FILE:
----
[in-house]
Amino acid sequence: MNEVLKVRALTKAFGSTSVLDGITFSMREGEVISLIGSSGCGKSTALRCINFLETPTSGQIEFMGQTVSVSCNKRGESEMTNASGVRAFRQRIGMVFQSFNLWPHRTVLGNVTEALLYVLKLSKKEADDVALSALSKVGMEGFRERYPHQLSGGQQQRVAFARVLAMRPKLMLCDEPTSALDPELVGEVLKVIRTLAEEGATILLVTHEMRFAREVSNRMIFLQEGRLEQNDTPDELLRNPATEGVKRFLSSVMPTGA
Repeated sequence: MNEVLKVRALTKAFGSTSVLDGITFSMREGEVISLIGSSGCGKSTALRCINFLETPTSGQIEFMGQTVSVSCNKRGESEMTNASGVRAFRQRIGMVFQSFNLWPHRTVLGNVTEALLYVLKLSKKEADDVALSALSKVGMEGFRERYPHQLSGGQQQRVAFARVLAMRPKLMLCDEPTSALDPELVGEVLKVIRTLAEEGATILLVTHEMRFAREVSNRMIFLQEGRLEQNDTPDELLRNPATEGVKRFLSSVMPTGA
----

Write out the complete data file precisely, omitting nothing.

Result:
[in-house]
Amino acid sequence: MNEVLKVRALTKAFGSTSVLDGITFSMREGEVISLIGSSGCGKSTALRCINFLETPTSGQIEFMGQTVSVSCNKRGESEMTNASGVRAFRQRIGMVFQSFNLWPHRTVLGNVTEALLYVLKLSKKEADDVALSALSKVGMEGFRERYPHQLSGGQQQRVAFARVLAMRPKLMLCDEPTSALDPELVGEVLKVIRTLAEEGATILLVTHEMRFAREVSNRMIFLQEGRLEQNDTPDELLRNPATEGVKRFLSSVMPTGA
Repeated sequence: MNEVLKVRALTKAFGSTSVLDGITFSMREGEVISLIGSSGCGKSTALRCINFLETPTSGQIEFMGQTVSVSCNKRGESEMTNASGVRAFRQRIGMVFQSFNLWPHRTVLGNVTEALLYVLKLSKKEADDVALSALSKVGMEGFRERYPHQLSGGQQQRVAFARVLAMRPKLMLCDEPTSALDPELVGEVLKVIRTLAEEGATILLVTHEMRFAREVSNRMIFLQEGRLEQNDTPDELLRNPATEGVKRFLSSVMPTGA